International students seek options after graduation

About 400 international students are currently registered to attend classes at Seton Hall, according to the Office of International Programs (OIP). These students face a unique set of challenges after graduation, but OIP offers them assistance.

According to an email interview with Michael Paultz, OIP Coordinator, OIP will “assist students in applying for work authorization through the United States Citizenship and Immigration Services (USCIS) after they’ve graduated.”

This work authorization typically provides students another year to gain work experience in the U.S. after graduation. This highly-coveted extra year can drive some international students to desperate measures. In fact, federal authorities in New Jersey arrested 21 “recruiters” on March 29 for hoaxing international “students” to attend the fictitious University of Northern New Jersey.

The University of Northern New Jersey, created by authorities to catch the 21 recruiters, received more than 1,000 foreign enrollments in the fake institution with student intentions of obtaining or keeping student or work visas.

According to an article in The New York Times, many of the recruited students had already legally obtained a visa to attend school in the U.S., but their time had run out and they were seeking an opportunity to remain in the U.S.

The desire to stay in the country after graduation is one that Renaldo Nel, a freshman economics major and international student from South Africa, can relate to. Nel said that after graduation, he wants to continue his career in the United States at the International Monetary Fund (IMF) or the World Bank as an economic analyst.

While his international peers’ plans vary, most international students also want to stay in the U.S.

Nel said he would only return home to South Africa if it is beneficial to his career.

“I believe that it is not often that international students return to their countries for family reasons,” Nel said. “Most often we (international students) relocate for good.”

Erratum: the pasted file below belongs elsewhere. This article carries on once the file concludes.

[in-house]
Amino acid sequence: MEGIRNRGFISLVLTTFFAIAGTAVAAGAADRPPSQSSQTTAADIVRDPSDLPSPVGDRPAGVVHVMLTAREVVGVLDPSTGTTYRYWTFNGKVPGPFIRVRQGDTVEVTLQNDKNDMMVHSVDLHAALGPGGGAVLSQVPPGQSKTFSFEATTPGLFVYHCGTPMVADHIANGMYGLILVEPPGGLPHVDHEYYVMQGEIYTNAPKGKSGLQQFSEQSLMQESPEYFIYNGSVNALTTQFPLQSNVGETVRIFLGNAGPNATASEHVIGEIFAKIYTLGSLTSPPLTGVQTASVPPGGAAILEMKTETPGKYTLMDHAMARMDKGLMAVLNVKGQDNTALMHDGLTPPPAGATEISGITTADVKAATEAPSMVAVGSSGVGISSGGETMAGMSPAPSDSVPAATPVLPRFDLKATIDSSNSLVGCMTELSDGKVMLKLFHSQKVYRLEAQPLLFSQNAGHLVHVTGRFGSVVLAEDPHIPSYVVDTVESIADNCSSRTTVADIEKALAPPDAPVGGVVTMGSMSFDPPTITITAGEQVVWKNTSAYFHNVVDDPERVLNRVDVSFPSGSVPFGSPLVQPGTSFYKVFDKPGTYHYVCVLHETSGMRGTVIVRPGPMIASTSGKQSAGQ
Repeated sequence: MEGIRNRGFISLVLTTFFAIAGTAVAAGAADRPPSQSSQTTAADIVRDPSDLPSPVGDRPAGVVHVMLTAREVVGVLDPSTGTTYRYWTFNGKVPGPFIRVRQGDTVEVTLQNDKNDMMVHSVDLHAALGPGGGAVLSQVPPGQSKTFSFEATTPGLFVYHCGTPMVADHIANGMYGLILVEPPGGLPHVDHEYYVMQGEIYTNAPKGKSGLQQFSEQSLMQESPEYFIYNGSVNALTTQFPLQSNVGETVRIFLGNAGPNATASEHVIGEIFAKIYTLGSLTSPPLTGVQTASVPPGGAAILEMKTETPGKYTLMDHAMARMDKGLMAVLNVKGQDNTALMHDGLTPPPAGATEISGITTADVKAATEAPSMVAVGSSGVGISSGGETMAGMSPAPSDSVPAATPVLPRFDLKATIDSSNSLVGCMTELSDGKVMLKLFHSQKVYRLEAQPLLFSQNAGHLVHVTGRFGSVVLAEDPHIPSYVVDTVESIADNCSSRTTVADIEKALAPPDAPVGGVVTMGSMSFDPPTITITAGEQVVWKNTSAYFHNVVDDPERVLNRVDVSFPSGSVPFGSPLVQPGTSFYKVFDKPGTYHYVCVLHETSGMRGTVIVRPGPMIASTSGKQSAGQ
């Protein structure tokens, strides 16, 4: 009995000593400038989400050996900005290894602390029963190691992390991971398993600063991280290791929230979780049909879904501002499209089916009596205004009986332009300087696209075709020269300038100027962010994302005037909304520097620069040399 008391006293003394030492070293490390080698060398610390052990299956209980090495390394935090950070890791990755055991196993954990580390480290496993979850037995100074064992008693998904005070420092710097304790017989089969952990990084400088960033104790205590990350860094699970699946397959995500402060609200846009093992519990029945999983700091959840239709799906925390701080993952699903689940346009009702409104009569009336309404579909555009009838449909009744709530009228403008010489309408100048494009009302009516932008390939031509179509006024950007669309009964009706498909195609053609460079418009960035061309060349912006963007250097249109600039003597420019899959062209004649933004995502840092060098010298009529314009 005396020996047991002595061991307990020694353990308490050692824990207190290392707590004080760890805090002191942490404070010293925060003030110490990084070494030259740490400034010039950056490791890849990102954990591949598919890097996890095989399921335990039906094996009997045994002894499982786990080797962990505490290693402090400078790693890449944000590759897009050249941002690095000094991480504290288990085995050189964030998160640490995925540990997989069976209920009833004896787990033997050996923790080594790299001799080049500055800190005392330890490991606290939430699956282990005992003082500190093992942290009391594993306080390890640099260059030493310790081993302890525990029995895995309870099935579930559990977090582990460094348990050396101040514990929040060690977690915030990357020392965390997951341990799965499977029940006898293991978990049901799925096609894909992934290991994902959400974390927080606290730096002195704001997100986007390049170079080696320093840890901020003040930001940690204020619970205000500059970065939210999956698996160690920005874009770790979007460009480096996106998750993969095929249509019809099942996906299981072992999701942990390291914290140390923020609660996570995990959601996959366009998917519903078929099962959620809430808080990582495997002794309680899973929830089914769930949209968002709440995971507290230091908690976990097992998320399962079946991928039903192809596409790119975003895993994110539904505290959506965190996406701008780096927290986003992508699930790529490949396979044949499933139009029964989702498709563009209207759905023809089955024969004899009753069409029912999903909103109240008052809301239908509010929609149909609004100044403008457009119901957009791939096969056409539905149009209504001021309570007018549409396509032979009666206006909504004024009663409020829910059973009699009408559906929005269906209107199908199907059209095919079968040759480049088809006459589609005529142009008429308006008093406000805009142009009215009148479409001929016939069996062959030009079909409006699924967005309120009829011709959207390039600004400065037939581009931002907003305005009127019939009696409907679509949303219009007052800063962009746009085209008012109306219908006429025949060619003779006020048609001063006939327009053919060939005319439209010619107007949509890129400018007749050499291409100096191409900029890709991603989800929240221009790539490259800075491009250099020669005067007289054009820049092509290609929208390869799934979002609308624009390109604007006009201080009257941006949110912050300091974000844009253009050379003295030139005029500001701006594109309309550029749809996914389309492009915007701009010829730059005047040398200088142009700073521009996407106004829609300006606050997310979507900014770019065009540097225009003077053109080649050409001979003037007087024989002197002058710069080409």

Nel explained that after an extra year of work authorization, international students need to obtain a work visa. The requirement for obtaining the visa is a job offer.

“Without a job offer on the table, it is very difficult to obtain a visa,” Nel said. “However, after internships during your junior and senior year, you (students) will often get job offers from companies and you (students) can use these job offers to apply for a visa.”

However, this job search process can be difficult. According to, a support organization for international workers and students, there is a “niche pool” of companies willing to sponsor an international job seeker for a work visa.

Alisha Sharaballi, a senior economics and diplomacy and international relations double major, said she understands this struggle well. Sharaballi is an Indian citizen and also has a residency in Australia, where her parents currently live.

“Even applying to internships, there are so many who explicitly state that they will not hire people who do not have legal authorization to remain in the country indefinitely,” Sharaballi said. “It’s understandable because jobs don’t want to invest resources in temporary hires.”

Sharaballi is an unpaid intern with the Tinker Institute on International Law and Organizations.
She has an internship with the same company lined up for after graduation. She said that because the internship is unpaid, “it did not matter” to the employer that she was an international student.

While the work visa is hard to come by for international students Paultz said that it opens an important door once it is obtained.

“This (obtaining a work visa) can, on occasion, lead to applying for permanent residence status, or a green card, and potentially becoming a citizen,” Paultz said.

Brianna Bernath can be reached at

Author: Staff Writer

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